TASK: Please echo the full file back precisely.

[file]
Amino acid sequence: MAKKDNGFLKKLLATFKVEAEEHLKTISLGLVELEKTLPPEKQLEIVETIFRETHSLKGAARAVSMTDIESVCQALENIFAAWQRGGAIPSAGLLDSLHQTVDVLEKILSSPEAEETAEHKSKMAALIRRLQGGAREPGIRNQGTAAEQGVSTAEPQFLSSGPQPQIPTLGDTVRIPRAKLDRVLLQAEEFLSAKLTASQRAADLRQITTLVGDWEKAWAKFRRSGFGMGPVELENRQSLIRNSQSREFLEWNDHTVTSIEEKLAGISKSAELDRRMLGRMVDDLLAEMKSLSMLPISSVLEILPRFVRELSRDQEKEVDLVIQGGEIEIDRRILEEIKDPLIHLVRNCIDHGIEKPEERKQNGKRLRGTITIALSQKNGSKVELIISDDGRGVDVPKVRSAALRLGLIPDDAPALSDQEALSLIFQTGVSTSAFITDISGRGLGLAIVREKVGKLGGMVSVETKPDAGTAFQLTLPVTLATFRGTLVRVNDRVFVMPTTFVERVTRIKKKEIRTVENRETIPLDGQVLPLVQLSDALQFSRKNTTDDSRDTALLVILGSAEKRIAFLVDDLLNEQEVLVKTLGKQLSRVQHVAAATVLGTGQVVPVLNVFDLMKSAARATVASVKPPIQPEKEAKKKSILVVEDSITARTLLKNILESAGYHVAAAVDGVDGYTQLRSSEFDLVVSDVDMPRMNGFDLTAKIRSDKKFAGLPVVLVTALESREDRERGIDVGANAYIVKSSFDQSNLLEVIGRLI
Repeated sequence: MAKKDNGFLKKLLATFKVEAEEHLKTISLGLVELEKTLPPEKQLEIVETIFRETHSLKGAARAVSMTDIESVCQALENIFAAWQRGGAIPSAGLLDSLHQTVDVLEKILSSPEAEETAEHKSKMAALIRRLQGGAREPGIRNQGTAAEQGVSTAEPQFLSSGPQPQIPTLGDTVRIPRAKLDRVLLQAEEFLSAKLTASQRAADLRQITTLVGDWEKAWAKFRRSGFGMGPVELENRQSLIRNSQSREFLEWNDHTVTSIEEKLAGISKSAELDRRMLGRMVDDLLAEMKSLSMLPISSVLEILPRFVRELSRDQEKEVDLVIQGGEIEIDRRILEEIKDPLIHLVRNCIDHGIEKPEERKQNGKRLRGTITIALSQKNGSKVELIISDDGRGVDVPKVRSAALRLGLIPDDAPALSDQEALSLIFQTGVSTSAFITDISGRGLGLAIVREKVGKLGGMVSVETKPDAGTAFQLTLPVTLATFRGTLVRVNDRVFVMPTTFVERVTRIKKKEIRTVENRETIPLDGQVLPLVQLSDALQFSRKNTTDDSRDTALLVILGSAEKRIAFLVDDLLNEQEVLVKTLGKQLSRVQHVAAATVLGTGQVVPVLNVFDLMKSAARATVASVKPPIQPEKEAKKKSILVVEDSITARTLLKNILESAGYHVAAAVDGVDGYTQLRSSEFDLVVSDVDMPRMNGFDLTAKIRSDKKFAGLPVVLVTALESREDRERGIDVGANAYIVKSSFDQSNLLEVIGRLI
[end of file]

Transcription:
Amino acid sequence: MAKKDNGFLKKLLATFKVEAEEHLKTISLGLVELEKTLPPEKQLEIVETIFRETHSLKGAARAVSMTDIESVCQALENIFAAWQRGGAIPSAGLLDSLHQTVDVLEKILSSPEAEETAEHKSKMAALIRRLQGGAREPGIRNQGTAAEQGVSTAEPQFLSSGPQPQIPTLGDTVRIPRAKLDRVLLQAEEFLSAKLTASQRAADLRQITTLVGDWEKAWAKFRRSGFGMGPVELENRQSLIRNSQSREFLEWNDHTVTSIEEKLAGISKSAELDRRMLGRMVDDLLAEMKSLSMLPISSVLEILPRFVRELSRDQEKEVDLVIQGGEIEIDRRILEEIKDPLIHLVRNCIDHGIEKPEERKQNGKRLRGTITIALSQKNGSKVELIISDDGRGVDVPKVRSAALRLGLIPDDAPALSDQEALSLIFQTGVSTSAFITDISGRGLGLAIVREKVGKLGGMVSVETKPDAGTAFQLTLPVTLATFRGTLVRVNDRVFVMPTTFVERVTRIKKKEIRTVENRETIPLDGQVLPLVQLSDALQFSRKNTTDDSRDTALLVILGSAEKRIAFLVDDLLNEQEVLVKTLGKQLSRVQHVAAATVLGTGQVVPVLNVFDLMKSAARATVASVKPPIQPEKEAKKKSILVVEDSITARTLLKNILESAGYHVAAAVDGVDGYTQLRSSEFDLVVSDVDMPRMNGFDLTAKIRSDKKFAGLPVVLVTALESREDRERGIDVGANAYIVKSSFDQSNLLEVIGRLI
Repeated sequence: MAKKDNGFLKKLLATFKVEAEEHLKTISLGLVELEKTLPPEKQLEIVETIFRETHSLKGAARAVSMTDIESVCQALENIFAAWQRGGAIPSAGLLDSLHQTVDVLEKILSSPEAEETAEHKSKMAALIRRLQGGAREPGIRNQGTAAEQGVSTAEPQFLSSGPQPQIPTLGDTVRIPRAKLDRVLLQAEEFLSAKLTASQRAADLRQITTLVGDWEKAWAKFRRSGFGMGPVELENRQSLIRNSQSREFLEWNDHTVTSIEEKLAGISKSAELDRRMLGRMVDDLLAEMKSLSMLPISSVLEILPRFVRELSRDQEKEVDLVIQGGEIEIDRRILEEIKDPLIHLVRNCIDHGIEKPEERKQNGKRLRGTITIALSQKNGSKVELIISDDGRGVDVPKVRSAALRLGLIPDDAPALSDQEALSLIFQTGVSTSAFITDISGRGLGLAIVREKVGKLGGMVSVETKPDAGTAFQLTLPVTLATFRGTLVRVNDRVFVMPTTFVERVTRIKKKEIRTVENRETIPLDGQVLPLVQLSDALQFSRKNTTDDSRDTALLVILGSAEKRIAFLVDDLLNEQEVLVKTLGKQLSRVQHVAAATVLGTGQVVPVLNVFDLMKSAARATVASVKPPIQPEKEAKKKSILVVEDSITARTLLKNILESAGYHVAAAVDGVDGYTQLRSSEFDLVVSDVDMPRMNGFDLTAKIRSDKKFAGLPVVLVTALESREDRERGIDVGANAYIVKSSFDQSNLLEVIGRLI